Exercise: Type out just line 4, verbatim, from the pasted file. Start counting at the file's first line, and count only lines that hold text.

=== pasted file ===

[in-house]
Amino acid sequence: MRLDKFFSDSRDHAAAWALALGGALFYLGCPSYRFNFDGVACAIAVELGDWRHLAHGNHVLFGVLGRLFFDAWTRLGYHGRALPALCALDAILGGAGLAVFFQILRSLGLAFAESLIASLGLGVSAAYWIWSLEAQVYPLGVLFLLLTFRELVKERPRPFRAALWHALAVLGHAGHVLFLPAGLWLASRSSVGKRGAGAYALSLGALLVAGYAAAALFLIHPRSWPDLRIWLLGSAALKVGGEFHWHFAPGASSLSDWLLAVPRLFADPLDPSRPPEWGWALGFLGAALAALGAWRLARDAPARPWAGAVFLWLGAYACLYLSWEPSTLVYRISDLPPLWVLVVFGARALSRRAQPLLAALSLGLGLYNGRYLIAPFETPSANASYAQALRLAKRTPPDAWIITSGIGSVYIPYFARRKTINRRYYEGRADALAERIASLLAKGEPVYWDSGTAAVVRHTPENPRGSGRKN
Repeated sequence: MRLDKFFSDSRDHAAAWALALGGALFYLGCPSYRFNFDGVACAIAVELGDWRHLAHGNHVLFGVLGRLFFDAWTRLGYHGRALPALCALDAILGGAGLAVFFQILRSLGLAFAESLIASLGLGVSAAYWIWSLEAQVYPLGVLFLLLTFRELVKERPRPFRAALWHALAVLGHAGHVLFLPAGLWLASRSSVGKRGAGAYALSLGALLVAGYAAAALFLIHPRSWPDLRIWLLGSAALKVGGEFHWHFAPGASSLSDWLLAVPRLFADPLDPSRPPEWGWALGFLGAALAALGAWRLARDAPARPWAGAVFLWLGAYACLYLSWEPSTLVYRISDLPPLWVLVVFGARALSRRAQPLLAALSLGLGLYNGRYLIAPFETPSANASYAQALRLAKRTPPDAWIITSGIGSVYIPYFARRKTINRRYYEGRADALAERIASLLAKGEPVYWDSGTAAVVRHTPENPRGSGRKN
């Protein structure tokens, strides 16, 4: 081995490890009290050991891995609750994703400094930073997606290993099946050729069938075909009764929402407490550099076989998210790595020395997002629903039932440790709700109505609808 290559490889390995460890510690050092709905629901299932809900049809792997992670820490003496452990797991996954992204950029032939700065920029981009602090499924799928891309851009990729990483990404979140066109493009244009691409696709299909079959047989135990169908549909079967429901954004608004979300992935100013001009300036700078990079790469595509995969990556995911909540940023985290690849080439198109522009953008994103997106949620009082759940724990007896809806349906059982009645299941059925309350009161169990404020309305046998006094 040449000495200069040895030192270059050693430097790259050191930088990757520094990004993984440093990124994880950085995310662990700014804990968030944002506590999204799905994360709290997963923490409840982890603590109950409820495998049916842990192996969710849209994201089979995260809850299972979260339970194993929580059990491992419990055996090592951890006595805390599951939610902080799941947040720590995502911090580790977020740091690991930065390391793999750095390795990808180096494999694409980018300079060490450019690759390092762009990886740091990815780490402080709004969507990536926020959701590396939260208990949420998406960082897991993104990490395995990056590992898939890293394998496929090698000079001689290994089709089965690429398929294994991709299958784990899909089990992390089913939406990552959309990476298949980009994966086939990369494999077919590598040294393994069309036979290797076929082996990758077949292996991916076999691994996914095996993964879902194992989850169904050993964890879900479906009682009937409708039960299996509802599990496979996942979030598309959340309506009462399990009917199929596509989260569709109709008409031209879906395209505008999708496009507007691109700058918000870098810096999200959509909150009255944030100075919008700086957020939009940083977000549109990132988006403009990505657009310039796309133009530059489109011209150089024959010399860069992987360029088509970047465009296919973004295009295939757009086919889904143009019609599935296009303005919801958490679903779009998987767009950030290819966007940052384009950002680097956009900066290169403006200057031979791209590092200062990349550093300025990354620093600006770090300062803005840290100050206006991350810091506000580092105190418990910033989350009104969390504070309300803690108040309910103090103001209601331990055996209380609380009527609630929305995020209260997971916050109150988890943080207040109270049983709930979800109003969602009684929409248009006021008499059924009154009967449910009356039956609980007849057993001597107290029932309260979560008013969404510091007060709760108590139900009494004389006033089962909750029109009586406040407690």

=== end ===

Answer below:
């Protein structure tokens, strides 16, 4: 081995490890009290050991891995609750994703400094930073997606290993099946050729069938075909009764929402407490550099076989998210790595020395997002629903039932440790709700109505609808 290559490889390995460890510690050092709905629901299932809900049809792997992670820490003496452990797991996954992204950029032939700065920029981009602090499924799928891309851009990729990483990404979140066109493009244009691409696709299909079959047989135990169908549909079967429901954004608004979300992935100013001009300036700078990079790469595509995969990556995911909540940023985290690849080439198109522009953008994103997106949620009082759940724990007896809806349906059982009645299941059925309350009161169990404020309305046998006094 040449000495200069040895030192270059050693430097790259050191930088990757520094990004993984440093990124994880950085995310662990700014804990968030944002506590999204799905994360709290997963923490409840982890603590109950409820495998049916842990192996969710849209994201089979995260809850299972979260339970194993929580059990491992419990055996090592951890006595805390599951939610902080799941947040720590995502911090580790977020740091690991930065390391793999750095390795990808180096494999694409980018300079060490450019690759390092762009990886740091990815780490402080709004969507990536926020959701590396939260208990949420998406960082897991993104990490395995990056590992898939890293394998496929090698000079001689290994089709089965690429398929294994991709299958784990899909089990992390089913939406990552959309990476298949980009994966086939990369494999077919590598040294393994069309036979290797076929082996990758077949292996991916076999691994996914095996993964879902194992989850169904050993964890879900479906009682009937409708039960299996509802599990496979996942979030598309959340309506009462399990009917199929596509989260569709109709008409031209879906395209505008999708496009507007691109700058918000870098810096999200959509909150009255944030100075919008700086957020939009940083977000549109990132988006403009990505657009310039796309133009530059489109011209150089024959010399860069992987360029088509970047465009296919973004295009295939757009086919889904143009019609599935296009303005919801958490679903779009998987767009950030290819966007940052384009950002680097956009900066290169403006200057031979791209590092200062990349550093300025990354620093600006770090300062803005840290100050206006991350810091506000580092105190418990910033989350009104969390504070309300803690108040309910103090103001209601331990055996209380609380009527609630929305995020209260997971916050109150988890943080207040109270049983709930979800109003969602009684929409248009006021008499059924009154009967449910009356039956609980007849057993001597107290029932309260979560008013969404510091007060709760108590139900009494004389006033089962909750029109009586406040407690």